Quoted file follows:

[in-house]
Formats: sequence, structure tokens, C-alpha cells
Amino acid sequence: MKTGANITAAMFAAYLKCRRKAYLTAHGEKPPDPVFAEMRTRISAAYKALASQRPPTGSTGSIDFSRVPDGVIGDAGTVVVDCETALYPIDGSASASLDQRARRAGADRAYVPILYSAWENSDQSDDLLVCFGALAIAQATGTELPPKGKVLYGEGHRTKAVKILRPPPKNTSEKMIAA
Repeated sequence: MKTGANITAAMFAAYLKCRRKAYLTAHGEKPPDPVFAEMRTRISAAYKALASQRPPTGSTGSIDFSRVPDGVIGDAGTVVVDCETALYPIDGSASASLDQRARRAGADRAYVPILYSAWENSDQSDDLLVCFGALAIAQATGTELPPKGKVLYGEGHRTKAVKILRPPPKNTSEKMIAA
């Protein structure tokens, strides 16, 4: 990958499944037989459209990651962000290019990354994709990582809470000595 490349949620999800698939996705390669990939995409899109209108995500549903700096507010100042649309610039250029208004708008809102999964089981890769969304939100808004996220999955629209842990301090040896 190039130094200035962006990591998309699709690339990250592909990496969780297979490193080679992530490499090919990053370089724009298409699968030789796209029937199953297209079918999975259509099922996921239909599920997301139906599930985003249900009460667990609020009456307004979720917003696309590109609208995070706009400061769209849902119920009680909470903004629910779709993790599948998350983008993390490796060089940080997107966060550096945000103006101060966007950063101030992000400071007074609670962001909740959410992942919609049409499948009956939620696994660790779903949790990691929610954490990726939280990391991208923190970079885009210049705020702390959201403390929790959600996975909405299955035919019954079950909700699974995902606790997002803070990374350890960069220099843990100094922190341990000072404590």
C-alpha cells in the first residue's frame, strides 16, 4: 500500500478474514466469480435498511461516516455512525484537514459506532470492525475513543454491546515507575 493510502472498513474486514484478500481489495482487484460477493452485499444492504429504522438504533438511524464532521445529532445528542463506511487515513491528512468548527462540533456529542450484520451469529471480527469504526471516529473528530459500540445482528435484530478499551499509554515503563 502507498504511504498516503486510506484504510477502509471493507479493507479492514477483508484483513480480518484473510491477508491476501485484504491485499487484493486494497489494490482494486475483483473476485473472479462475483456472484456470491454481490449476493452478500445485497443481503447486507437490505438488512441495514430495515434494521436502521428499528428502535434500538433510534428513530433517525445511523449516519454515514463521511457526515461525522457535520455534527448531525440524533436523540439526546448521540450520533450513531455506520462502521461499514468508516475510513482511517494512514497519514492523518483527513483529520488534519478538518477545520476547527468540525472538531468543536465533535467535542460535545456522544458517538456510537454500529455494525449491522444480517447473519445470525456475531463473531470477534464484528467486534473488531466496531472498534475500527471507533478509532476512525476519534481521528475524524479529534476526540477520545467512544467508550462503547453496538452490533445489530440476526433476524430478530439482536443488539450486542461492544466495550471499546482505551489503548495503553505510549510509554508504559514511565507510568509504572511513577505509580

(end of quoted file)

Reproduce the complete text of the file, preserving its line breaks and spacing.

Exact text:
[in-house]
Formats: sequence, structure tokens, C-alpha cells
Amino acid sequence: MKTGANITAAMFAAYLKCRRKAYLTAHGEKPPDPVFAEMRTRISAAYKALASQRPPTGSTGSIDFSRVPDGVIGDAGTVVVDCETALYPIDGSASASLDQRARRAGADRAYVPILYSAWENSDQSDDLLVCFGALAIAQATGTELPPKGKVLYGEGHRTKAVKILRPPPKNTSEKMIAA
Repeated sequence: MKTGANITAAMFAAYLKCRRKAYLTAHGEKPPDPVFAEMRTRISAAYKALASQRPPTGSTGSIDFSRVPDGVIGDAGTVVVDCETALYPIDGSASASLDQRARRAGADRAYVPILYSAWENSDQSDDLLVCFGALAIAQATGTELPPKGKVLYGEGHRTKAVKILRPPPKNTSEKMIAA
């Protein structure tokens, strides 16, 4: 990958499944037989459209990651962000290019990354994709990582809470000595 490349949620999800698939996705390669990939995409899109209108995500549903700096507010100042649309610039250029208004708008809102999964089981890769969304939100808004996220999955629209842990301090040896 190039130094200035962006990591998309699709690339990250592909990496969780297979490193080679992530490499090919990053370089724009298409699968030789796209029937199953297209079918999975259509099922996921239909599920997301139906599930985003249900009460667990609020009456307004979720917003696309590109609208995070706009400061769209849902119920009680909470903004629910779709993790599948998350983008993390490796060089940080997107966060550096945000103006101060966007950063101030992000400071007074609670962001909740959410992942919609049409499948009956939620696994660790779903949790990691929610954490990726939280990391991208923190970079885009210049705020702390959201403390929790959600996975909405299955035919019954079950909700699974995902606790997002803070990374350890960069220099843990100094922190341990000072404590």
C-alpha cells in the first residue's frame, strides 16, 4: 500500500478474514466469480435498511461516516455512525484537514459506532470492525475513543454491546515507575 493510502472498513474486514484478500481489495482487484460477493452485499444492504429504522438504533438511524464532521445529532445528542463506511487515513491528512468548527462540533456529542450484520451469529471480527469504526471516529473528530459500540445482528435484530478499551499509554515503563 502507498504511504498516503486510506484504510477502509471493507479493507479492514477483508484483513480480518484473510491477508491476501485484504491485499487484493486494497489494490482494486475483483473476485473472479462475483456472484456470491454481490449476493452478500445485497443481503447486507437490505438488512441495514430495515434494521436502521428499528428502535434500538433510534428513530433517525445511523449516519454515514463521511457526515461525522457535520455534527448531525440524533436523540439526546448521540450520533450513531455506520462502521461499514468508516475510513482511517494512514497519514492523518483527513483529520488534519478538518477545520476547527468540525472538531468543536465533535467535542460535545456522544458517538456510537454500529455494525449491522444480517447473519445470525456475531463473531470477534464484528467486534473488531466496531472498534475500527471507533478509532476512525476519534481521528475524524479529534476526540477520545467512544467508550462503547453496538452490533445489530440476526433476524430478530439482536443488539450486542461492544466495550471499546482505551489503548495503553505510549510509554508504559514511565507510568509504572511513577505509580